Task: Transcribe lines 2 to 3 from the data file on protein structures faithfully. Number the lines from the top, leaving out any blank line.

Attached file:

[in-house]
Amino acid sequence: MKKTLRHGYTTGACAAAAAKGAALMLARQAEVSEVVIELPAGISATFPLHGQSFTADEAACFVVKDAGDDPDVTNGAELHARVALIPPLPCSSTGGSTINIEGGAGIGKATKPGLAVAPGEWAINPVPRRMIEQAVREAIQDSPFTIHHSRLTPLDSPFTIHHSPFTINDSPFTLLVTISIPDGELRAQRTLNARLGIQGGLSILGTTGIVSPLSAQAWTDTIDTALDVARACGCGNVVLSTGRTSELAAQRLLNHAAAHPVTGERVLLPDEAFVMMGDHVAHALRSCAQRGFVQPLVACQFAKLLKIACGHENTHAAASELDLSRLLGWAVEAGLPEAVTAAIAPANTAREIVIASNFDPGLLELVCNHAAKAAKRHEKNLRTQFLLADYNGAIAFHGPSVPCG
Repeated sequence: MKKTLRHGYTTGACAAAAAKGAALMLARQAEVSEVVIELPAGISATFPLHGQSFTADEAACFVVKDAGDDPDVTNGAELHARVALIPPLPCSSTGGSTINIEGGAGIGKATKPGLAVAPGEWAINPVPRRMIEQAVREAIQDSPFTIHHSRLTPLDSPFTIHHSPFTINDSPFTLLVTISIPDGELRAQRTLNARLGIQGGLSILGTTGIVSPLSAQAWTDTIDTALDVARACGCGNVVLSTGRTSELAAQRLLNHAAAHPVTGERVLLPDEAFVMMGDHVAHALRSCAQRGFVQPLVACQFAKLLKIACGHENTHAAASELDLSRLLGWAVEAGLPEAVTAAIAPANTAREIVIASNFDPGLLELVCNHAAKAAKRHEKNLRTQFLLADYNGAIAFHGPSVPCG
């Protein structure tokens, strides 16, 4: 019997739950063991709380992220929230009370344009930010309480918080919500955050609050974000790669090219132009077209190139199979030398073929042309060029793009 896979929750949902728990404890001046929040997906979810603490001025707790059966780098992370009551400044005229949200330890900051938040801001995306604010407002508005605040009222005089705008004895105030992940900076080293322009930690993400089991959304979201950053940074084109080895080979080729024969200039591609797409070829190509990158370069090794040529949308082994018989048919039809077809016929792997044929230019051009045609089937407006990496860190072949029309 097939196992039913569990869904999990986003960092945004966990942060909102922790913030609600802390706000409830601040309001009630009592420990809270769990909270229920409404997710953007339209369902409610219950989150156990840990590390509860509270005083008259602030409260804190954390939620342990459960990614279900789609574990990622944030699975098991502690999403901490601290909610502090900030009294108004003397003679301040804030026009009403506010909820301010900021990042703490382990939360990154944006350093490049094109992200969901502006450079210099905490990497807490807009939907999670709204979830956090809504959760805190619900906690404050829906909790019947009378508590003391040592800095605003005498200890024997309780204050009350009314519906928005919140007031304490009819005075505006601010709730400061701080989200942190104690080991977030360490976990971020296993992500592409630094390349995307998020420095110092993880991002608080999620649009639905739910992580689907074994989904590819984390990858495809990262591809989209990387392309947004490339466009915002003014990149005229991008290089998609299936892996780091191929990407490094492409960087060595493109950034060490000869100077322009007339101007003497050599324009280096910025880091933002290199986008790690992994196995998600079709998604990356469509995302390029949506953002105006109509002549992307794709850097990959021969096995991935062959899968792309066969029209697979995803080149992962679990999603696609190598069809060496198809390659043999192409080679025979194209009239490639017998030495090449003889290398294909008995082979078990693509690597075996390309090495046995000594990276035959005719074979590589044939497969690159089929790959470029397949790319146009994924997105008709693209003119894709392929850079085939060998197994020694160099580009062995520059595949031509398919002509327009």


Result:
Amino acid sequence: MKKTLRHGYTTGACAAAAAKGAALMLARQAEVSEVVIELPAGISATFPLHGQSFTADEAACFVVKDAGDDPDVTNGAELHARVALIPPLPCSSTGGSTINIEGGAGIGKATKPGLAVAPGEWAINPVPRRMIEQAVREAIQDSPFTIHHSRLTPLDSPFTIHHSPFTINDSPFTLLVTISIPDGELRAQRTLNARLGIQGGLSILGTTGIVSPLSAQAWTDTIDTALDVARACGCGNVVLSTGRTSELAAQRLLNHAAAHPVTGERVLLPDEAFVMMGDHVAHALRSCAQRGFVQPLVACQFAKLLKIACGHENTHAAASELDLSRLLGWAVEAGLPEAVTAAIAPANTAREIVIASNFDPGLLELVCNHAAKAAKRHEKNLRTQFLLADYNGAIAFHGPSVPCG
Repeated sequence: MKKTLRHGYTTGACAAAAAKGAALMLARQAEVSEVVIELPAGISATFPLHGQSFTADEAACFVVKDAGDDPDVTNGAELHARVALIPPLPCSSTGGSTINIEGGAGIGKATKPGLAVAPGEWAINPVPRRMIEQAVREAIQDSPFTIHHSRLTPLDSPFTIHHSPFTINDSPFTLLVTISIPDGELRAQRTLNARLGIQGGLSILGTTGIVSPLSAQAWTDTIDTALDVARACGCGNVVLSTGRTSELAAQRLLNHAAAHPVTGERVLLPDEAFVMMGDHVAHALRSCAQRGFVQPLVACQFAKLLKIACGHENTHAAASELDLSRLLGWAVEAGLPEAVTAAIAPANTAREIVIASNFDPGLLELVCNHAAKAAKRHEKNLRTQFLLADYNGAIAFHGPSVPCG